Can you really feel the storm in your bone or is this just an old wives’ tale? People with aches and pains commonly state they feel worse on cold days. Believe it or not, their weather forecasting might have some validity, thanks to the effects of barometric pressure changes on your body.
Does bad weather actually make you feel worse?
If your joint pain gets worse when it’s cold or raining, it’s not your imagination. Although studies have shown mixed results, changes in barometric pressure can cause some people—especially people with arthritis—to have increased pain in their joints.
Barometric pressure is defined as the weight of the atmosphere that surrounds you. When barometric pressure is higher, it keeps tissues in your body from expanding. Usually, this barometric pressure lowers before bad weather, such as rain.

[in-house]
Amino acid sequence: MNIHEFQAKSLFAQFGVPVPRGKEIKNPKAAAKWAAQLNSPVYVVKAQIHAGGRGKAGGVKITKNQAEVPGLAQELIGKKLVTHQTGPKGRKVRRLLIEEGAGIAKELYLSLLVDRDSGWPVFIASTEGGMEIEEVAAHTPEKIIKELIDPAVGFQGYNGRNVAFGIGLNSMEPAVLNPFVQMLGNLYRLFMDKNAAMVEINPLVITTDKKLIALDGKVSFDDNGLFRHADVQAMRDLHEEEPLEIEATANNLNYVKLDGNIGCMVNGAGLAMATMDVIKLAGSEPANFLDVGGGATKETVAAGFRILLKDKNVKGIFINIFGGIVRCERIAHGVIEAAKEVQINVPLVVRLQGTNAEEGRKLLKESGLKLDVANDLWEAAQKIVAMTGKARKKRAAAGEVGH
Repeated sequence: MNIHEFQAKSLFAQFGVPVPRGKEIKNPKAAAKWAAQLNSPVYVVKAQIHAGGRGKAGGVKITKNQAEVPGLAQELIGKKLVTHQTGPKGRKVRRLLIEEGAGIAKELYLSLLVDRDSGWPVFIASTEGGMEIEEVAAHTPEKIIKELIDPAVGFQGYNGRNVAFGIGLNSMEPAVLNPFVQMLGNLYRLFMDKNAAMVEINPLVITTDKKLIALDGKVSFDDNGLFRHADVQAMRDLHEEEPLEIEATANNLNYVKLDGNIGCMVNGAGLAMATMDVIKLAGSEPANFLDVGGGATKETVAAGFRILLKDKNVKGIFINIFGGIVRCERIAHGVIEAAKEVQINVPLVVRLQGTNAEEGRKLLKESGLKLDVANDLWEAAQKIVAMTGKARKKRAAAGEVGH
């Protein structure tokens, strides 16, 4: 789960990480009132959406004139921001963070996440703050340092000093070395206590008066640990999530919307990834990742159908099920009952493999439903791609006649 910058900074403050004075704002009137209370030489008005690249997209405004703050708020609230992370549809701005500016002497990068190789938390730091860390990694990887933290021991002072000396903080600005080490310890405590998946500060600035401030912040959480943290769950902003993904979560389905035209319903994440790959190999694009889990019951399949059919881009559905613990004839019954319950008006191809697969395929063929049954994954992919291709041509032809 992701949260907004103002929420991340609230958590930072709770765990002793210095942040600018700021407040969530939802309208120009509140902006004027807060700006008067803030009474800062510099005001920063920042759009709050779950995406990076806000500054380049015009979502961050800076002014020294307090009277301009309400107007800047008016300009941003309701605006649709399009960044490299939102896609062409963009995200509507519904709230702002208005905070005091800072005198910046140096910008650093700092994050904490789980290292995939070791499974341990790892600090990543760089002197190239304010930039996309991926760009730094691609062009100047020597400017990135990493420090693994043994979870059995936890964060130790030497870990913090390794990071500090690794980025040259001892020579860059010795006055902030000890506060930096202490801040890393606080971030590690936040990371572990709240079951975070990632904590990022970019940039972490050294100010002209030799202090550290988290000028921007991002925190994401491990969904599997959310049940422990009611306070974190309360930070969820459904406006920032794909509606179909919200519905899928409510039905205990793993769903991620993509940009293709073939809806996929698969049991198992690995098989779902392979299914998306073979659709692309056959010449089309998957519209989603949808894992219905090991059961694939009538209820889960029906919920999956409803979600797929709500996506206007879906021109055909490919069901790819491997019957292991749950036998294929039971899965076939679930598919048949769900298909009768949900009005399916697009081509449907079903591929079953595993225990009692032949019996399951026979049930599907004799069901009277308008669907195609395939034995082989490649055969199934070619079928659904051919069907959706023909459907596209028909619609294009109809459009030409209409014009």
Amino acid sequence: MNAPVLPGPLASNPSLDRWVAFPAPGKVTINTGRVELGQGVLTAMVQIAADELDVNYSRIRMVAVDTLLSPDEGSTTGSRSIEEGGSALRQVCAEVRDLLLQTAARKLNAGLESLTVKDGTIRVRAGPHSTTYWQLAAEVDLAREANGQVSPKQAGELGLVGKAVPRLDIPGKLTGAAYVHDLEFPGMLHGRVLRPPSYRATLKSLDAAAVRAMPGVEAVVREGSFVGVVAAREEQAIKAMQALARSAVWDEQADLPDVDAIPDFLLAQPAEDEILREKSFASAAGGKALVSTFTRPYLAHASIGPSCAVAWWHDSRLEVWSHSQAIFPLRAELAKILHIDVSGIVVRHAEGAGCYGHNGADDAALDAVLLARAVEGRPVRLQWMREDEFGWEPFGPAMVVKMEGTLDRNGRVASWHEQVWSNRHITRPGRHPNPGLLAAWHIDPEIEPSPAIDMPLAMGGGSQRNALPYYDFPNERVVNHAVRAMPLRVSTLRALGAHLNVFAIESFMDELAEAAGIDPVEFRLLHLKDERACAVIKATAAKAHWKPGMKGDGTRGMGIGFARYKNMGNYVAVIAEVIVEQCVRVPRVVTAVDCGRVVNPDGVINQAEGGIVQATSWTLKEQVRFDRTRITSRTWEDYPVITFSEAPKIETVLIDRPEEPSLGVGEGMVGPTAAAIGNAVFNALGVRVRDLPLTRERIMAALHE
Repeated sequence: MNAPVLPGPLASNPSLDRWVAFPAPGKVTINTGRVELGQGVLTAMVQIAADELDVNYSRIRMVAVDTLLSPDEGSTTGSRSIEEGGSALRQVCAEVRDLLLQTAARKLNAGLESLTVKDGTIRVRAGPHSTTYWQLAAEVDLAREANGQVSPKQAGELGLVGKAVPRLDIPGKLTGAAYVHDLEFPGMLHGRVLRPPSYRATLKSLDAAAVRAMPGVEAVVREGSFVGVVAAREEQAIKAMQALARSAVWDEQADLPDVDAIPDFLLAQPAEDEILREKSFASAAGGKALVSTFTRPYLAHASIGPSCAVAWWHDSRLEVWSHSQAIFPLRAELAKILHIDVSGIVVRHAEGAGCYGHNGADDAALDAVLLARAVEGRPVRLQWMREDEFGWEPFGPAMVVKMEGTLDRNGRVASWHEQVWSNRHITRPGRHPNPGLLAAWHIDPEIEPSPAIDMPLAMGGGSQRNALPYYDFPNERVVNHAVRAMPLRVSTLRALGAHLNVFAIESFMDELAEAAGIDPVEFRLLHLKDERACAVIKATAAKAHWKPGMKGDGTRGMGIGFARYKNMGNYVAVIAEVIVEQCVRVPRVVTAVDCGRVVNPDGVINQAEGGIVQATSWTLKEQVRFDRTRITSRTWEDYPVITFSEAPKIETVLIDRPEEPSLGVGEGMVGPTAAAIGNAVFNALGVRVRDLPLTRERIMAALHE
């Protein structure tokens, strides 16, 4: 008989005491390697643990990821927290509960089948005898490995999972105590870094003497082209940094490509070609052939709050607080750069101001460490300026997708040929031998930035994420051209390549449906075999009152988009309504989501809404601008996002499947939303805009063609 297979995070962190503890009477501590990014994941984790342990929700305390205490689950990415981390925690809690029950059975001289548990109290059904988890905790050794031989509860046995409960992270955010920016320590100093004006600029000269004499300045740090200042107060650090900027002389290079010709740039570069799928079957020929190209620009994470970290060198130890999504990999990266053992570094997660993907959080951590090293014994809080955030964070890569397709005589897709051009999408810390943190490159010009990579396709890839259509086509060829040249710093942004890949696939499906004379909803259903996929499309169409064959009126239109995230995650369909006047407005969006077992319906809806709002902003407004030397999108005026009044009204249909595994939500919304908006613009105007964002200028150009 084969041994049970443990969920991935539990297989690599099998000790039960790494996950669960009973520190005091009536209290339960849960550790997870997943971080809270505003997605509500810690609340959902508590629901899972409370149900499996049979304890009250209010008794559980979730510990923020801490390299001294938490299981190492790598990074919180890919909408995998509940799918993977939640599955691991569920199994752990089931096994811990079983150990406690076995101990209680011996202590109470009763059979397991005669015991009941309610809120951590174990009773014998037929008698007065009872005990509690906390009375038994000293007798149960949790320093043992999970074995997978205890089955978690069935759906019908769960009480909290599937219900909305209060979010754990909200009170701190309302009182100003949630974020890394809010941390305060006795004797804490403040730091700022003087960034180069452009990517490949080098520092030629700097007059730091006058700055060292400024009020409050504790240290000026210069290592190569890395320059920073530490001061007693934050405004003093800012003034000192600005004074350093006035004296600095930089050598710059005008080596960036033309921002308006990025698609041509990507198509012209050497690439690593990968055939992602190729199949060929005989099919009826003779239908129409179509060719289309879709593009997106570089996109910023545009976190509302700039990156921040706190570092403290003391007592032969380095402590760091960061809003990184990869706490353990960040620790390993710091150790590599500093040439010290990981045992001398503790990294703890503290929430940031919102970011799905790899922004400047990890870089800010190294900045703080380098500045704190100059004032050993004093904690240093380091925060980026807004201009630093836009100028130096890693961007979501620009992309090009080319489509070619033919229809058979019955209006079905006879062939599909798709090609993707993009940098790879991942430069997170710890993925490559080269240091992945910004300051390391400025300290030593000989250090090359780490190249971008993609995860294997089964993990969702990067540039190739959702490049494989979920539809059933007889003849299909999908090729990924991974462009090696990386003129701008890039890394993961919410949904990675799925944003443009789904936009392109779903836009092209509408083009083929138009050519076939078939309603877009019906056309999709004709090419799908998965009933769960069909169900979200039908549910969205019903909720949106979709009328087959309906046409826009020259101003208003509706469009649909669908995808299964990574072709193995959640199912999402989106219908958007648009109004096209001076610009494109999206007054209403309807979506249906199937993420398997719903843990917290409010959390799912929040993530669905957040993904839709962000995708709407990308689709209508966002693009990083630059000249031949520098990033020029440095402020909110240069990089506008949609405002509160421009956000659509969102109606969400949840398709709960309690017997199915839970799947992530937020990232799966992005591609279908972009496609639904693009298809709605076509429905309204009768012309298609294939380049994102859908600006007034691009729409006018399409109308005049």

Then, lower air pressure pushes against your body. In turn, tissues expand and form a greater pressure on your joints. This pressure is microscopic and we don’t, actually, notice it. The only sign of that pressure is the pain sensation you feel.
So what can be done during bad weather?
If you experience increased joint pain with weather fluctuation, you need to come up with a routine you know works for when joint pain creeps up. For now, here are some tips on how to reduce the joint pain during bad weather.
- Do low impact exercises to improve flexibility of the joints.
- Apply heat packs and hot compresses to aching joints. These should help your muscle relax.
- Keep your legs elevates to reduce swelling.
- Massage can also help relieve pain.
- Consult a local physio about joint pain relief medications.
While studies are inconclusive at best, it doesn’t mean the weather-joint link isn’t real. So, if you have significant and persistent joint pain, stiffness, or swelling, do something about it.
At UC Physio, we have an expert Physiotherapy team who can talk to you and prepare a therapy routine that will work best to ease your pain. Call us and let us know if you need some assistance and our team would be happy to help.